Orwell on Gandhi

To judge somebody you haven’t ever met can be a daunting task. To judge somebody on the basis of what the person has done or written can be a miscarriage of fairness. Political heroes or villains are primarily judged in time by their actions in public view and their writings if available. This is to say for commentators who haven’t met the person. How your actions are judged depends largely on the media of the time as well.

If I may, I would point you to the essay – ‘Reflections of Gandhi‘ by George Orwell. Why? Because his observations are as objective as they can get. In my opinion the essay stands out for a couple of things –

1. As the title suggests, the essay is indeed a reflection on Gandhi. The observations are so fluidly presented that it often feels like Orwell is talking to himself oblivious of our presence around him. He is not a great fan of Gandhi, neither is he a hater who can’t see beyond the aesthetics of the man. This puts him in a unique position.

2. Through his other essays, his hatred for any kind of imperialism is quite evident. However, since he knew the British ways too, he could look at Gandhi from the other side of the fence and was still in harmony with the dreams of free India that Gandhi nurtured.

George Orwell wrote his essay on Gandhi in 1949, a year after he was dead. He derives most of his ideas about the man – Gandhi from his autobiographical work My Experiments With Truthand other articles Mr Gandhi wrote for the press of the time. Mr. Orwell himself having lived a few years in the colonial Indian subcontinent, had a fair awareness of the situation back here. In addition, he was a prominent political observer and commentator of the time and hence must have judged Mr. Gandhi via his actions, interviews, and media interactions. What Mr. Orwell has written about Gandhi is of paramount importance and has been rightly placed at No 2 in the list of Greatest essays of Orwell as judged by Pulitzer prize winning writer Michael Hiltzik. The commentaries in our own country over Gandhi have been largely either biased highly in favor of the man or extremely against him. The Marxists and the so called Ambedkarites can’t contain their hatred for the man. The Indian National Congress though has nothing in common with the original Gandhi, is religiously exploiting the last name that they actually got from Mr. Feroze Ghandy (Do not get surprised here, many actually believe Mahatma Gandhi and present Gandhi scion are related.). If Mahatma Gandhi had the copyright to the surname Gandhi and had actually disallowed the usage of it, Mr. Rahul Gandhi would have been called Rahul Ghandy today and Mahatma Gandhi could have been spared some unfair posthumous embarrassment. The BJP has been trying to appropriate Mr. Gandhi in its own way and have been quite successful in leaving congress with nothing but shrill calls of ‘He-Is-Not-Yours’ and ‘You-Are-The-killers-Of-Gandhi’! This was not entirely unexpected given the predilection of the Congress party over the surname rather than the Gandhian way of life and politics. When you don’t feed your dog well, some day your neighbor will!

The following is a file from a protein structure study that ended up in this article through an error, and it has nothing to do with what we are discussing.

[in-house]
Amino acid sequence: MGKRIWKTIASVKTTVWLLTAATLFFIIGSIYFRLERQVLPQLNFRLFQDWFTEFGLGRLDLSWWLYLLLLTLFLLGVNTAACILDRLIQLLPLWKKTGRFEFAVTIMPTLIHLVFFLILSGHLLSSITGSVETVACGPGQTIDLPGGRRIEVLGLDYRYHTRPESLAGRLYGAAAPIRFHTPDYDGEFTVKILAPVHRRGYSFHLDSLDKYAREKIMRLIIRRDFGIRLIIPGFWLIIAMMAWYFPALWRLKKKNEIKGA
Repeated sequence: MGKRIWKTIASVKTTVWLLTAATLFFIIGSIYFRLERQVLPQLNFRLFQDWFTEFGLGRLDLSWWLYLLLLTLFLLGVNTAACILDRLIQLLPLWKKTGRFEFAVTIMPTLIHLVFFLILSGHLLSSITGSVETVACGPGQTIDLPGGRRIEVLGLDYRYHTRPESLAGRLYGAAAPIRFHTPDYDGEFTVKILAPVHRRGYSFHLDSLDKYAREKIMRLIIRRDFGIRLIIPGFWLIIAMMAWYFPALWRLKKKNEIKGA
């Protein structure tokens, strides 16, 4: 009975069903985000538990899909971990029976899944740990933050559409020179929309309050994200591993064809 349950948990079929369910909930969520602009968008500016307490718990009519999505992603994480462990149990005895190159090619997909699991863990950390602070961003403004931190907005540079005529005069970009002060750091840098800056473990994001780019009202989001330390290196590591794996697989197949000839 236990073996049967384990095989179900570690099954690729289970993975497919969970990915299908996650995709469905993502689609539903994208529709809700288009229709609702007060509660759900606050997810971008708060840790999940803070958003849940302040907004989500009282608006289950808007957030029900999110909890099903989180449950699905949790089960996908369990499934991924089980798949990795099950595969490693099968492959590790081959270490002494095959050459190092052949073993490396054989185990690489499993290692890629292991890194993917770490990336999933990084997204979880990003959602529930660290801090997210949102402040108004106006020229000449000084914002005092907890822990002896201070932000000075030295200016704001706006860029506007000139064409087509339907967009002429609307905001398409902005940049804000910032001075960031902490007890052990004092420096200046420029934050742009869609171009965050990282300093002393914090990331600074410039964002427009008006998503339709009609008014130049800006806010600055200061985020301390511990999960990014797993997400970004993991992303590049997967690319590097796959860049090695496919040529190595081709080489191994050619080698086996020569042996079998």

One important question that I have asked myself is whether the essay is prejudiced. Largely no, but there are enough signs of prejudices to be detected by any reader who has followed Orwell and his life for some time. Orwell’s own lifestyle has an effect on the essay and at times he digresses for the sake of satirical declarations that are hallmarks of his writings. However, such utterances are rare and the piece remains rational for the most part.

Orwell goes on to ponder upon the extent to which Gandhi was responsible for India’s freedom and counts many reasons that could have been responsible. He doesn’t give a judgement and says – “But if, by 1945, there had grown up in Britain a large body of opinion sympathetic to Indian independence, how far was this due to Gandhi’s personal influence? And if, as may happen, India and Britain finally settle down into a decent and friendly relationship, will this be partly because Gandhi, by keeping up his struggle obstinately and without hatred, disinfected the political air? That one even thinks of asking such questions indicates his stature.

Orwell would have celebrated his 113th year on 25th June had he been alive. His bio headline is perhaps a signature to the eccentricity of his life – Born in Motihari, Bihar and Died in London, United Kingdom. Mr. Orwell has been one of my favorite writers for some time now and Mahatma Gandhi will remain a Hero I shall admire all my life. Though they might stand diametrically opposite to each other on the clocks of life and lifestyle, both of them had their own fallacies. However what they achieved in one lifetime makes the fault-lines almost invisible. My only regret is that while I can read and decide what Orwell thought of Gandhi, I have no way of knowing what Gandhi thought of him. I wonder what took Mr. Orwell so long to write about Gandhi. Sometimes it needs a death to trigger those thoughts that we keep pushing to the next day. Sadly, Orwell didn’t live much longer either. He passed away in 1950. I would have wished him a few more happy years for his life on his birthday.

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